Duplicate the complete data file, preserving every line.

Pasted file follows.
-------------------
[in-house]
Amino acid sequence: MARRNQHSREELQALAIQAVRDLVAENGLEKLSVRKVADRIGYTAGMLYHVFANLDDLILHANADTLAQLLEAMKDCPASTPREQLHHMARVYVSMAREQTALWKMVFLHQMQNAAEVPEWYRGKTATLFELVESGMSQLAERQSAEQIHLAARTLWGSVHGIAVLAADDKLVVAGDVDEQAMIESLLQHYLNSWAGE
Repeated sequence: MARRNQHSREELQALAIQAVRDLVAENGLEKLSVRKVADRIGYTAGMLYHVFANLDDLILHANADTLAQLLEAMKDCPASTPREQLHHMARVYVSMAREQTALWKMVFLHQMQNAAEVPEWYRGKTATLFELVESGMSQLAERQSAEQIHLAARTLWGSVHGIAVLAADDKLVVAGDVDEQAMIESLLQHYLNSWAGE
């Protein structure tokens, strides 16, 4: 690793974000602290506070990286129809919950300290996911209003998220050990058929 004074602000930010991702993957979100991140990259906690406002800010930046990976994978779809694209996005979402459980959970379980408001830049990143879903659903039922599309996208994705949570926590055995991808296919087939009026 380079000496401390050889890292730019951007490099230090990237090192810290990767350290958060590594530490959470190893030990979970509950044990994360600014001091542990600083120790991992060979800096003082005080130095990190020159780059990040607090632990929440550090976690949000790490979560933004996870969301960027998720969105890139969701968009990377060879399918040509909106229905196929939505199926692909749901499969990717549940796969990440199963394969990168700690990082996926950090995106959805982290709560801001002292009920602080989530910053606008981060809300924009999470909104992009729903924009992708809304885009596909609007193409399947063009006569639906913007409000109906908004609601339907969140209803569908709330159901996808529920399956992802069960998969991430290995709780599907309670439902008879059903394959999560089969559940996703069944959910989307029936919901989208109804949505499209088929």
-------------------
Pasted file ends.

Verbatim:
[in-house]
Amino acid sequence: MARRNQHSREELQALAIQAVRDLVAENGLEKLSVRKVADRIGYTAGMLYHVFANLDDLILHANADTLAQLLEAMKDCPASTPREQLHHMARVYVSMAREQTALWKMVFLHQMQNAAEVPEWYRGKTATLFELVESGMSQLAERQSAEQIHLAARTLWGSVHGIAVLAADDKLVVAGDVDEQAMIESLLQHYLNSWAGE
Repeated sequence: MARRNQHSREELQALAIQAVRDLVAENGLEKLSVRKVADRIGYTAGMLYHVFANLDDLILHANADTLAQLLEAMKDCPASTPREQLHHMARVYVSMAREQTALWKMVFLHQMQNAAEVPEWYRGKTATLFELVESGMSQLAERQSAEQIHLAARTLWGSVHGIAVLAADDKLVVAGDVDEQAMIESLLQHYLNSWAGE
């Protein structure tokens, strides 16, 4: 690793974000602290506070990286129809919950300290996911209003998220050990058929 004074602000930010991702993957979100991140990259906690406002800010930046990976994978779809694209996005979402459980959970379980408001830049990143879903659903039922599309996208994705949570926590055995991808296919087939009026 380079000496401390050889890292730019951007490099230090990237090192810290990767350290958060590594530490959470190893030990979970509950044990994360600014001091542990600083120790991992060979800096003082005080130095990190020159780059990040607090632990929440550090976690949000790490979560933004996870969301960027998720969105890139969701968009990377060879399918040509909106229905196929939505199926692909749901499969990717549940796969990440199963394969990168700690990082996926950090995106959805982290709560801001002292009920602080989530910053606008981060809300924009999470909104992009729903924009992708809304885009596909609007193409399947063009006569639906913007409000109906908004609601339907969140209803569908709330159901996808529920399956992802069960998969991430290995709780599907309670439902008879059903394959999560089969559940996703069944959910989307029936919901989208109804949505499209088929």